A floating fountain aerator however, typically does not aerate the entire body of water within a pond. The floating fountain pump can suck up water from a few inches to a few feet within the pond (depending on the kind) which in turn, gets aerated but it doesn’t touch the deeper water within the pond where the water can become stagnant. This is where a diffused aerator beats a fountain aerator in providing total pond aeration.

Surface Aerator

A surface aerator such as a high volume surface aerator or paddlewheel aerator works at the surface of the pond constantly churning the water which provides ‘some’ pond aeration. They are designed for shallow water areas. If the proper size and quantities of surface aerators are used and properly placed, they ‘can’ provide total pond aeration. They can be the best choice for large ponds and lakes where the water is shallow, less than 6′ deep or where there are floating pond weed problems that you want to divert towards the shoreline.


There are no two ponds or water gardens the same and each has its own needs. There are however, general rules of thumb to follow regarding aeration systems. As noted above, if you’re wanting total pond aeration and your pond or lake is at least 6′ deep, then the best choice of aeration for your pond would be a diffused aeration system. There are manufacturers who design these systems so each diffuser or air bubbler works optimally, allowing the greatest amount of air bubbles throughout your pond based on a specific size of air pump or compressor. These aeration kits make it easy for a customer to choose. Simply look at the size of pond the aeration system is designed for (usually tells you right in the product title or product description) and presto! You’ve gotten the right size of aerator for your pond. Now, your pond has excessive algae growth, a huge amount of fish or something out of the ‘ordinary’, then you may have to go with a larger size of aerator. If in doubt, just ask customer service.

If you’re wanting to look at something pretty, then the best choice would be a fountain aerator but realize that your pond is not getting aerated from the very bottom to the top of the pond. Unhealthy conditions will occur if the pond is not totally aerated. No, it may not happen right away, but after a period of time, these unhealthy conditions can turn into smelly water, dying fish, etc.. Perhaps the best thing may be to have a diffused pond aerator in addition to a fountain aerator if you’re wanting overall, good pond health and a pretty fountain to look at.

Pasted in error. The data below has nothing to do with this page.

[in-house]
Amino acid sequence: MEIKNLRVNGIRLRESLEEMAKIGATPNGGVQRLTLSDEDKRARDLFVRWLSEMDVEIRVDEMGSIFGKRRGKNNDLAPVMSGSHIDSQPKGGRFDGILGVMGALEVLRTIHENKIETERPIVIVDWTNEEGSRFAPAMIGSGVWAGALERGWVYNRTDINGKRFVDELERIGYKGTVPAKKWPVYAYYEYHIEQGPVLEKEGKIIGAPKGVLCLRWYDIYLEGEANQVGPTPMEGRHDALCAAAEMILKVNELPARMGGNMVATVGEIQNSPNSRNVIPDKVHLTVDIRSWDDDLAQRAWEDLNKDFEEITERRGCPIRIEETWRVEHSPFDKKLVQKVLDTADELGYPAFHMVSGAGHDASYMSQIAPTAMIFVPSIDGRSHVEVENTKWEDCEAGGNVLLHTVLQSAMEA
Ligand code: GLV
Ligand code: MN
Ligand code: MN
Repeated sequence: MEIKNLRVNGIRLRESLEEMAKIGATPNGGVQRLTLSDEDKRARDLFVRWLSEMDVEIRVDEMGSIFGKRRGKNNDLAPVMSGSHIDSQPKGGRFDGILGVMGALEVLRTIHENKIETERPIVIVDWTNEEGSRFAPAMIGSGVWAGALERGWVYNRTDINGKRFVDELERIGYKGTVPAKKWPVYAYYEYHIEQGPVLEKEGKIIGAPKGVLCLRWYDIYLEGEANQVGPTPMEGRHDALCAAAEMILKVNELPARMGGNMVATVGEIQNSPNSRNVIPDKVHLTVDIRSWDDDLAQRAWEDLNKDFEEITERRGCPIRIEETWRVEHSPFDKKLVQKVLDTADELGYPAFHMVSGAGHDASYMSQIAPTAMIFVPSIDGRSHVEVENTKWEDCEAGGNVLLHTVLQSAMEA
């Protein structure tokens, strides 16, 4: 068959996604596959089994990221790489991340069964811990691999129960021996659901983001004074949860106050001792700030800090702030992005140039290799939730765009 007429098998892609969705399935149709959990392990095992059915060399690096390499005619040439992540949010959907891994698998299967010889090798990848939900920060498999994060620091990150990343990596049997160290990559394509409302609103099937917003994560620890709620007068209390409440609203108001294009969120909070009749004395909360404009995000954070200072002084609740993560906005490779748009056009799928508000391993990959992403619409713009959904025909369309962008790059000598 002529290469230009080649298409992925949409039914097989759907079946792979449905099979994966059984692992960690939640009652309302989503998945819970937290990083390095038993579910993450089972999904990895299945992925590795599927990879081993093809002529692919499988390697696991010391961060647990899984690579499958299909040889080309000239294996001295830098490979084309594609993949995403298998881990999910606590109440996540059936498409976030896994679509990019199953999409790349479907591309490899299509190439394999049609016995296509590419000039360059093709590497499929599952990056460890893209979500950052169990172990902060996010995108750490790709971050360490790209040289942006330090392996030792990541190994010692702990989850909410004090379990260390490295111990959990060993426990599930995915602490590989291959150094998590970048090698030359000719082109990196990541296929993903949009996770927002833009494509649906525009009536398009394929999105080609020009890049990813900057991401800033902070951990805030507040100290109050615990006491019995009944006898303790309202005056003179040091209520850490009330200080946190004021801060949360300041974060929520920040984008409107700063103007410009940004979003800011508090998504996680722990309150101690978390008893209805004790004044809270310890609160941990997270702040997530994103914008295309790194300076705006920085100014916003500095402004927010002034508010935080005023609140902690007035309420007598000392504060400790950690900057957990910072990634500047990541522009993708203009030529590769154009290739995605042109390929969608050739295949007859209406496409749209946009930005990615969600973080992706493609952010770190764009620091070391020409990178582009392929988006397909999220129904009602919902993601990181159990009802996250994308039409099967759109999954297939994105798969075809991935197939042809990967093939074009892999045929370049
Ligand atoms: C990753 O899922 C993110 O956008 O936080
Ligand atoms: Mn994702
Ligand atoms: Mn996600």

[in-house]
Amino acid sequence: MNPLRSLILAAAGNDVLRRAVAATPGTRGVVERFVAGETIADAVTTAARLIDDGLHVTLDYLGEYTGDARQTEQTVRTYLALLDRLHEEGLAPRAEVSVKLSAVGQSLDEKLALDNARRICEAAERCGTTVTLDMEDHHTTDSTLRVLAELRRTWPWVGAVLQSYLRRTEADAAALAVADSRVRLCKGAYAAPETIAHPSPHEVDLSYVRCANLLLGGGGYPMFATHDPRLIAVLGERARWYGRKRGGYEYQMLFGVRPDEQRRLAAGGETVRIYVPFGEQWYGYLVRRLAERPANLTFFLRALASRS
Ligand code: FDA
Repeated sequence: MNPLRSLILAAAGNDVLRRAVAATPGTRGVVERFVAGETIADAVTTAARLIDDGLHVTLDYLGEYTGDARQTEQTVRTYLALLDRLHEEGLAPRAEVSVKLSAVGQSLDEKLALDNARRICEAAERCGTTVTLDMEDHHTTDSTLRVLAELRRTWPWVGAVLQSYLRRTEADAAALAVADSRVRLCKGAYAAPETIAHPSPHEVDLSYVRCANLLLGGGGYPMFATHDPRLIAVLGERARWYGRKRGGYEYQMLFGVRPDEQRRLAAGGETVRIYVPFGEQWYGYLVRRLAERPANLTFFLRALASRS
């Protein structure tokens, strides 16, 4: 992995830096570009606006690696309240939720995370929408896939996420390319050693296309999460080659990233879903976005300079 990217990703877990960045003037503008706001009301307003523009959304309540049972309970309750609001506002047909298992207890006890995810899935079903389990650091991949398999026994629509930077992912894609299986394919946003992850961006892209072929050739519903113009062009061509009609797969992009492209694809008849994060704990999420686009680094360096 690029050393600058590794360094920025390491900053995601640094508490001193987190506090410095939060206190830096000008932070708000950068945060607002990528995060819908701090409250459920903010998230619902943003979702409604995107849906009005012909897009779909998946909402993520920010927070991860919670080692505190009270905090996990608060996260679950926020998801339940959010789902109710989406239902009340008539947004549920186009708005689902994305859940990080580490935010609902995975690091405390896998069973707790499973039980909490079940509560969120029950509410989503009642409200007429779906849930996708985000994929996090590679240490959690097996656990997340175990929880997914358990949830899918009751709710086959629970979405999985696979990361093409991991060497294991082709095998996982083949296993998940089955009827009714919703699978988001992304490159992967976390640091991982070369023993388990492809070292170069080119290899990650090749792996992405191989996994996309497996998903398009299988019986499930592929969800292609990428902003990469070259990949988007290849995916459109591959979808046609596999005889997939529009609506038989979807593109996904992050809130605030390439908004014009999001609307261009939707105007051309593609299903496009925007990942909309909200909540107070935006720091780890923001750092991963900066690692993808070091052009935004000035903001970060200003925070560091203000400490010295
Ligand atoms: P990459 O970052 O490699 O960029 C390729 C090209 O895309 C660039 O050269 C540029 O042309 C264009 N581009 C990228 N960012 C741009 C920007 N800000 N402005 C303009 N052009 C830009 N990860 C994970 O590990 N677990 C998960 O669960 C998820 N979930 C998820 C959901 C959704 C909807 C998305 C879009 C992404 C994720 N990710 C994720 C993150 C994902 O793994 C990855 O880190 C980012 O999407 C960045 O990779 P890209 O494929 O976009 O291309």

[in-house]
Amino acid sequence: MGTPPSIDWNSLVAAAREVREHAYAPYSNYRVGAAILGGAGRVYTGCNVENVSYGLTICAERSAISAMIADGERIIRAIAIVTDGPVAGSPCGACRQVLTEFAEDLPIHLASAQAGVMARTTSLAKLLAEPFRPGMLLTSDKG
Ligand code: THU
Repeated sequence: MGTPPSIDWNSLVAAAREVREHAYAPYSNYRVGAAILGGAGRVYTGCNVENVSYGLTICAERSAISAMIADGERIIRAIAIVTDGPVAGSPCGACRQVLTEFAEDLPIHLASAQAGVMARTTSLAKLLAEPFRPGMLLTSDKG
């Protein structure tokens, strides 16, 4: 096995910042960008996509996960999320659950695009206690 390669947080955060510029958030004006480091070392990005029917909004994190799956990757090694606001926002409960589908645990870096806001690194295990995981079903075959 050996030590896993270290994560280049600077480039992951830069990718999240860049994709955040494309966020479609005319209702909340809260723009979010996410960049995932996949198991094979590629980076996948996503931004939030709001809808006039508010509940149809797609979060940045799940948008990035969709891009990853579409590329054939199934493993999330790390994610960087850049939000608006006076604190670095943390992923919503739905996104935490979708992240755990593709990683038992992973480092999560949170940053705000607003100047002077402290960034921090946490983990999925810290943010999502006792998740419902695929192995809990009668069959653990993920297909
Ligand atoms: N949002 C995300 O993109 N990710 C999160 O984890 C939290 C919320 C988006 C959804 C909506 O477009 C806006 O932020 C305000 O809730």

Take advantage of the designed aeration kits available today instead of trying to ‘piece-meal’ your aeration kit together. Manufacturers have made all the calculations required so the air pump, air diffuser or air bubbler and a given length and diameter of air tubing work optimally together. It can be a whole lot cheaper to buy a pond aerator kit rather than buying each piece separately.

Take advantage of additional information regarding different types of air pumps and pond aerators, what type of aeration system you may need, helpful information on how to get rid of pond algae and other pond maintenance information.
Check out PondSolutions.com for a complete list of thousands of pond supplies including pond aeration systems.

Credit to :
Author: ciponcicavaduva

Tuesday, March 8, 2011

Major POND Cleaning

I plan to do the "pond cleaning" this weekend. There are several things that i need to consider i.e :

1. Temporary container for the fish.
2. The net to catch the fish ( already have)
3. Temporary oxygen supply (already have)
4. Degradable washing liquid...is it necessary?
5. Extra man power...i.e the kids? i don't think so...he!he!

Will upload the processes soon!